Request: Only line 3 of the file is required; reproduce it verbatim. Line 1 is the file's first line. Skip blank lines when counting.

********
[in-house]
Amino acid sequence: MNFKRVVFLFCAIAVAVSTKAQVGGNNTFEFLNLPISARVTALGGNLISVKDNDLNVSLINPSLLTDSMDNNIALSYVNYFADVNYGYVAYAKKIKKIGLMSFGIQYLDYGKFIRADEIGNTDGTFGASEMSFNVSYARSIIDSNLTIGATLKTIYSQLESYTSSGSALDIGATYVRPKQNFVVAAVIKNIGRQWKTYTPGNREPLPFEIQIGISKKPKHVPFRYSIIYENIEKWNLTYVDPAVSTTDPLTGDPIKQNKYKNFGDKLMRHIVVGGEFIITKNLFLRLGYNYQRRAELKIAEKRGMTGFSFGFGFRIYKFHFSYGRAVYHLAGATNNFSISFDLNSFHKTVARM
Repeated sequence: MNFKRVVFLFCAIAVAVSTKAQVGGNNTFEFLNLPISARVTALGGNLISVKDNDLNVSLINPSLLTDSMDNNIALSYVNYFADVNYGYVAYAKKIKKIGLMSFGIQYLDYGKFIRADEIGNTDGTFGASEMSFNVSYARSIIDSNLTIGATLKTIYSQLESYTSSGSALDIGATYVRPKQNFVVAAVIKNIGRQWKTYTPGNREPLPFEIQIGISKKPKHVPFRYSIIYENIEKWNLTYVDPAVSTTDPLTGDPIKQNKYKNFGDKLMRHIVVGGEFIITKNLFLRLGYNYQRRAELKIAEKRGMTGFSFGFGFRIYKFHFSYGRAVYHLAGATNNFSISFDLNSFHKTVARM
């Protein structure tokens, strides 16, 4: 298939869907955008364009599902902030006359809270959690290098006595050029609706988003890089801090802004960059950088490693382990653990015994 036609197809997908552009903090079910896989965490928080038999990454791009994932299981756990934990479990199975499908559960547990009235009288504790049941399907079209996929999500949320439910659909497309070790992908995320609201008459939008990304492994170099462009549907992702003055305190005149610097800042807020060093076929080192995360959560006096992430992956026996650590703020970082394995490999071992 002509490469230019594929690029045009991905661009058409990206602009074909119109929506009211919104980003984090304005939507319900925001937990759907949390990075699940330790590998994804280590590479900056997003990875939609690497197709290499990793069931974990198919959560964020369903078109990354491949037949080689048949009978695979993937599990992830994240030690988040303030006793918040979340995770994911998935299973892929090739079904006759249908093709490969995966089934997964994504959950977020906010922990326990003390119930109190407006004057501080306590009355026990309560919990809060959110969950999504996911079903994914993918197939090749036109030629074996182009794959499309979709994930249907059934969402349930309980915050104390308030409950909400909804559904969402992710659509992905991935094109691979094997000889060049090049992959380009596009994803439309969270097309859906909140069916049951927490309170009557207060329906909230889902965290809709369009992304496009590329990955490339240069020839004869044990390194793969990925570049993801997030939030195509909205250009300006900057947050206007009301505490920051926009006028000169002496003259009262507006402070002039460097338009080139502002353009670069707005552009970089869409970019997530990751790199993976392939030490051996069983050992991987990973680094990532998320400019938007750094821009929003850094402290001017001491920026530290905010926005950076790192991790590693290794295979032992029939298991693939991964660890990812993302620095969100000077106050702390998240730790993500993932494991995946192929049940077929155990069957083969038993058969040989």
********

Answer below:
Repeated sequence: MNFKRVVFLFCAIAVAVSTKAQVGGNNTFEFLNLPISARVTALGGNLISVKDNDLNVSLINPSLLTDSMDNNIALSYVNYFADVNYGYVAYAKKIKKIGLMSFGIQYLDYGKFIRADEIGNTDGTFGASEMSFNVSYARSIIDSNLTIGATLKTIYSQLESYTSSGSALDIGATYVRPKQNFVVAAVIKNIGRQWKTYTPGNREPLPFEIQIGISKKPKHVPFRYSIIYENIEKWNLTYVDPAVSTTDPLTGDPIKQNKYKNFGDKLMRHIVVGGEFIITKNLFLRLGYNYQRRAELKIAEKRGMTGFSFGFGFRIYKFHFSYGRAVYHLAGATNNFSISFDLNSFHKTVARM